Blog: Brexit: Issues for US Retail and Consumer Goods Businesses: 5 KEY TAKEAWAYS – Lexology

Kilpatrick Townsend recently co-hosted a discussion with UK law firm Mishcon de Reya about the implications of Brexit for U.S. retail and consumer goods businesses doing business in Europe. The UK left the EU on January 31 2020. A transition period, during which EU laws have continued to apply in the UK as if it remained an EU Member State, is due to end on December 31 2020.

A free trade deal between the EU and UK would allow for tariff-free trade to continue between the EU and UK, but a number of obstacles remain in the negotiations and time is running out. There are a number of steps that businesses can take to prepare for the coming changes in the regulatory regimes, regardless of any deal being reached.

Below are the key takeaways on the 5 topics discussed during the program: 

1. Corporate

  • Loss of freedom of establishment
    • A US business with its EU HQ in London and with branches in the EU (but not EU subsidiaries, which are separate corporate entities) may lose “freedom of establishment”.
    • UK companies operating in or managed from countries with a ‘real seat’ theory of incorporation should consider incorporating a subsidiary in that jurisdiction so they do not lose their liability status.
  • EU director residence requirements: subsidiaries may need an EU resident director to satisfy certain countries’ EU director residence requirements (e.g., a subsidiary based in Ireland with UK-based directors may need an Ireland-based director).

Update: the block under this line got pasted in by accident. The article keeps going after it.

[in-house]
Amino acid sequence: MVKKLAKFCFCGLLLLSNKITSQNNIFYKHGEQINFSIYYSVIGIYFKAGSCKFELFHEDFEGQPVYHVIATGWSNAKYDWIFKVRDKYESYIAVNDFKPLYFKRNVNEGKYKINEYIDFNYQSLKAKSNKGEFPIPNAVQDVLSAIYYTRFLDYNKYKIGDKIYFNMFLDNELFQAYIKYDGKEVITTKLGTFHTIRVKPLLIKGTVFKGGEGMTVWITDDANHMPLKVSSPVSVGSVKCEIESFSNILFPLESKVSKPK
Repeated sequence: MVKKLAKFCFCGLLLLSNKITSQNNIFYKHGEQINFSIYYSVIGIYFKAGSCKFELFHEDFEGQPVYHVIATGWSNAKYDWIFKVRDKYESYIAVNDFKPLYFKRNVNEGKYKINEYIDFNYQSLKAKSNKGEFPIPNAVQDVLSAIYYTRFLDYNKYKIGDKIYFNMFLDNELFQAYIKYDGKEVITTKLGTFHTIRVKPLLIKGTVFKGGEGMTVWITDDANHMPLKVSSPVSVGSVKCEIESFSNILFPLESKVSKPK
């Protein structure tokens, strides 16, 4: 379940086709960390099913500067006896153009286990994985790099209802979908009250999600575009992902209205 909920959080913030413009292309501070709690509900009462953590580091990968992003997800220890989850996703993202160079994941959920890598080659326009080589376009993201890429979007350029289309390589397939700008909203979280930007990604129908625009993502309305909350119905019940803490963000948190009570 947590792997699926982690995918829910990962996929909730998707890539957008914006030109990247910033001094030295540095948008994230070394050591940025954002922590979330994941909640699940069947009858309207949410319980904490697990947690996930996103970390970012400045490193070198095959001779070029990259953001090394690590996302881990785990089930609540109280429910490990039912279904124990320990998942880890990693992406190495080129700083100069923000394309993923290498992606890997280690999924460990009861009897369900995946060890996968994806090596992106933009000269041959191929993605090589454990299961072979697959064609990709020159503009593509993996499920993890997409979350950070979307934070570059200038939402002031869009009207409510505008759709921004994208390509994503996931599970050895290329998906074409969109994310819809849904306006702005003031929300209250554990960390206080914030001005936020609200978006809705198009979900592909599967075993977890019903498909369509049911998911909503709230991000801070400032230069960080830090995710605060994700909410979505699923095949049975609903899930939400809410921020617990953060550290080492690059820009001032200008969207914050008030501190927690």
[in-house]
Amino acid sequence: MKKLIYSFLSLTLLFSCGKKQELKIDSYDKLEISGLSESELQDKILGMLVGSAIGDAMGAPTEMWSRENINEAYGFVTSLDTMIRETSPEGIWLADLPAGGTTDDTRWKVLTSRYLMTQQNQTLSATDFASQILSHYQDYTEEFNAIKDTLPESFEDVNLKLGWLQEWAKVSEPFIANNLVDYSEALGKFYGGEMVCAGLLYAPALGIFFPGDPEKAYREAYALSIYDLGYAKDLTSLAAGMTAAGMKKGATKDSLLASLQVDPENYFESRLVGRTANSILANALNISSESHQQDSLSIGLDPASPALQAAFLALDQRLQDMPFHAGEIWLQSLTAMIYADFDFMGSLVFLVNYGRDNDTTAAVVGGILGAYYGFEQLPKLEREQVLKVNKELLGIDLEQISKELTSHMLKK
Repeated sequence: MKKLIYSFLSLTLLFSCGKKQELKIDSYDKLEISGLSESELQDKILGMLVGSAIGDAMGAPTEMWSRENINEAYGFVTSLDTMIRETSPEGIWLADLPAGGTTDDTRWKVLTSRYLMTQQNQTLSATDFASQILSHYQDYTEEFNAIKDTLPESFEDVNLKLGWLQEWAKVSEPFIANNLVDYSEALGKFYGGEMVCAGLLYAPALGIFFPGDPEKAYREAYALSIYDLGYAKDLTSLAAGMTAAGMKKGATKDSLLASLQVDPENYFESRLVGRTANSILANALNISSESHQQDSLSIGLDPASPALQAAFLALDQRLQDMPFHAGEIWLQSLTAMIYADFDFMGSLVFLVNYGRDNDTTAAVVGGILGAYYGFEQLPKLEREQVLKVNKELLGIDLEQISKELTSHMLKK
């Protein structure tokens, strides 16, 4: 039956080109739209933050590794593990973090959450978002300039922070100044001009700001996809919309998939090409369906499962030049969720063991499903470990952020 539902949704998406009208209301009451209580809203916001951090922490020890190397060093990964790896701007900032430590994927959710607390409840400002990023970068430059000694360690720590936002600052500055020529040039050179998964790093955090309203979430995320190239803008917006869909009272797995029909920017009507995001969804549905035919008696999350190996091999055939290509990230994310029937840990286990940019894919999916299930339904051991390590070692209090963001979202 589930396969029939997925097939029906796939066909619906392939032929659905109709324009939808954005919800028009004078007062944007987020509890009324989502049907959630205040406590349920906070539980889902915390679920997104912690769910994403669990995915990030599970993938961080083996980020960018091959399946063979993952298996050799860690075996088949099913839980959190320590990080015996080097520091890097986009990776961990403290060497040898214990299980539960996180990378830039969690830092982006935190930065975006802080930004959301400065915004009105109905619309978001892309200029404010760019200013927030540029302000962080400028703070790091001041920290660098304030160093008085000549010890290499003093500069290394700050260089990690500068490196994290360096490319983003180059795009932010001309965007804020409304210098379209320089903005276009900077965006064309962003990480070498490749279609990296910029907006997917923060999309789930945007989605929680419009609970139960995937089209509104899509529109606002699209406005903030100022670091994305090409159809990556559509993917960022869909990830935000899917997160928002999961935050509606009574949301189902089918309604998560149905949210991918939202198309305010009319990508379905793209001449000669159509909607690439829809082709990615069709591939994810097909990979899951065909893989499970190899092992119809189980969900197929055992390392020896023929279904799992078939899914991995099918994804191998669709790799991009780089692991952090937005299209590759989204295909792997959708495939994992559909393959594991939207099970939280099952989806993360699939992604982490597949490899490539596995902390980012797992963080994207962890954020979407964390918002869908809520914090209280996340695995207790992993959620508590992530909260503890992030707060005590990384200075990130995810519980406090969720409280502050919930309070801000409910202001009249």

2. Supply of Goods and Services

  • Even if a UK/EU deal is reached, new customs formalities will increase the costs of transport and potentially introduce delays (see section 5 below). Services appear unlikely to form part of any free trade agreement.
  • Without a trade deal, the UK will deal with the EU on WTO trade terms and apply a UK General Tariff. The UK is seeking to sign free trade agreements with countries that have an agreement with the EU on substantially similar terms to those agreements, e.g., with Japan in October 2020.
  • Assess supply chains and consider potential increases in costs, as well as the need for regulatory compliance. Specific rules apply in certain sectors, requiring sectorspecific determination of the precise regulatory impact of Brexit.

3. Protection and enforcement of intellectual property rights

  • Whilst there will be limited changes to patent and copyright law, separate trademark and design protection in the EU and the UK will be needed from January 1 2021 and there will be different criteria for unregistered design protection.
  • Existing EU trademark and design registrations will be preserved in the UK through the automatic creation of cloned UK rights but, if you have an application for an EU registration pending at the end of the transition period, you will need to file separately in the UK (though can take advantage of a special 9 month window in which to do so and thereby retain the priority date of the EU application).
  • Consider the impact of Brexit on IP rights with respect to existing and planned agreements, and disputes before the UK and EU trademark registries and the courts.